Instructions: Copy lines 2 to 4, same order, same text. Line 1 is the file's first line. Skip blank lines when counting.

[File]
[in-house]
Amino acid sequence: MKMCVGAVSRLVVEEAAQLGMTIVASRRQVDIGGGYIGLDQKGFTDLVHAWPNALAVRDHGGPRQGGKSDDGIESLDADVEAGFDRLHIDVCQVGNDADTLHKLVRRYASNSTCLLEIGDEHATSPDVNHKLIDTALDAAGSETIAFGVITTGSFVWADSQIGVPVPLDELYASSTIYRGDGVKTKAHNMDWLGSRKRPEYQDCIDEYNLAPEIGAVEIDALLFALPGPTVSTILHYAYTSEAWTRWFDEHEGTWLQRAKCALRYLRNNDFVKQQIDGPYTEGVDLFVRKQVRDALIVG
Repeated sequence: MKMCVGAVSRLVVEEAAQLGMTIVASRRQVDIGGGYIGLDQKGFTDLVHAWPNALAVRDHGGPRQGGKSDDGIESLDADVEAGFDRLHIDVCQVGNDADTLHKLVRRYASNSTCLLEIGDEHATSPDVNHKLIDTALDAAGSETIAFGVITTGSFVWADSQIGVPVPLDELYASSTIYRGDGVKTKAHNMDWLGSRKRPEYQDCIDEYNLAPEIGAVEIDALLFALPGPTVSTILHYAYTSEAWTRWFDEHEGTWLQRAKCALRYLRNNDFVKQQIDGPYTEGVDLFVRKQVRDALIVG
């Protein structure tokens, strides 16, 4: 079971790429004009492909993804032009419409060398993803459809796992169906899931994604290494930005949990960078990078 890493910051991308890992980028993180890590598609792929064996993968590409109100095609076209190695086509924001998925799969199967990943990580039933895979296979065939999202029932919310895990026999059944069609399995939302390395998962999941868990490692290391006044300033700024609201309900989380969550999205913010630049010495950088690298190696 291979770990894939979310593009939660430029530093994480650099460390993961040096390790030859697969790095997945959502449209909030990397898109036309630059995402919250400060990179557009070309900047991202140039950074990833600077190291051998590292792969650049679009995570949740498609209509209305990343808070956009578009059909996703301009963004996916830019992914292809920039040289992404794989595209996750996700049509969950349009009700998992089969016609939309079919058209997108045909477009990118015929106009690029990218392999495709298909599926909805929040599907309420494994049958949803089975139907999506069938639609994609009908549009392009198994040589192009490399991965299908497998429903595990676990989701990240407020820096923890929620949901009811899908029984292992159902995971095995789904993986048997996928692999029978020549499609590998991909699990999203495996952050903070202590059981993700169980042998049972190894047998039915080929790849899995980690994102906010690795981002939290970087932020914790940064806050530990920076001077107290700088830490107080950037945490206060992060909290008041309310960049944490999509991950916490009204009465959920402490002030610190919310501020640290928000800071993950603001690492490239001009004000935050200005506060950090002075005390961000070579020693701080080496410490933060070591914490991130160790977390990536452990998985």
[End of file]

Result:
Amino acid sequence: MKMCVGAVSRLVVEEAAQLGMTIVASRRQVDIGGGYIGLDQKGFTDLVHAWPNALAVRDHGGPRQGGKSDDGIESLDADVEAGFDRLHIDVCQVGNDADTLHKLVRRYASNSTCLLEIGDEHATSPDVNHKLIDTALDAAGSETIAFGVITTGSFVWADSQIGVPVPLDELYASSTIYRGDGVKTKAHNMDWLGSRKRPEYQDCIDEYNLAPEIGAVEIDALLFALPGPTVSTILHYAYTSEAWTRWFDEHEGTWLQRAKCALRYLRNNDFVKQQIDGPYTEGVDLFVRKQVRDALIVG
Repeated sequence: MKMCVGAVSRLVVEEAAQLGMTIVASRRQVDIGGGYIGLDQKGFTDLVHAWPNALAVRDHGGPRQGGKSDDGIESLDADVEAGFDRLHIDVCQVGNDADTLHKLVRRYASNSTCLLEIGDEHATSPDVNHKLIDTALDAAGSETIAFGVITTGSFVWADSQIGVPVPLDELYASSTIYRGDGVKTKAHNMDWLGSRKRPEYQDCIDEYNLAPEIGAVEIDALLFALPGPTVSTILHYAYTSEAWTRWFDEHEGTWLQRAKCALRYLRNNDFVKQQIDGPYTEGVDLFVRKQVRDALIVG
């Protein structure tokens, strides 16, 4: 079971790429004009492909993804032009419409060398993803459809796992169906899931994604290494930005949990960078990078 890493910051991308890992980028993180890590598609792929064996993968590409109100095609076209190695086509924001998925799969199967990943990580039933895979296979065939999202029932919310895990026999059944069609399995939302390395998962999941868990490692290391006044300033700024609201309900989380969550999205913010630049010495950088690298190696 291979770990894939979310593009939660430029530093994480650099460390993961040096390790030859697969790095997945959502449209909030990397898109036309630059995402919250400060990179557009070309900047991202140039950074990833600077190291051998590292792969650049679009995570949740498609209509209305990343808070956009578009059909996703301009963004996916830019992914292809920039040289992404794989595209996750996700049509969950349009009700998992089969016609939309079919058209997108045909477009990118015929106009690029990218392999495709298909599926909805929040599907309420494994049958949803089975139907999506069938639609994609009908549009392009198994040589192009490399991965299908497998429903595990676990989701990240407020820096923890929620949901009811899908029984292992159902995971095995789904993986048997996928692999029978020549499609590998991909699990999203495996952050903070202590059981993700169980042998049972190894047998039915080929790849899995980690994102906010690795981002939290970087932020914790940064806050530990920076001077107290700088830490107080950037945490206060992060909290008041309310960049944490999509991950916490009204009465959920402490002030610190919310501020640290928000800071993950603001690492490239001009004000935050200005506060950090002075005390961000070579020693701080080496410490933060070591914490991130160790977390990536452990998985």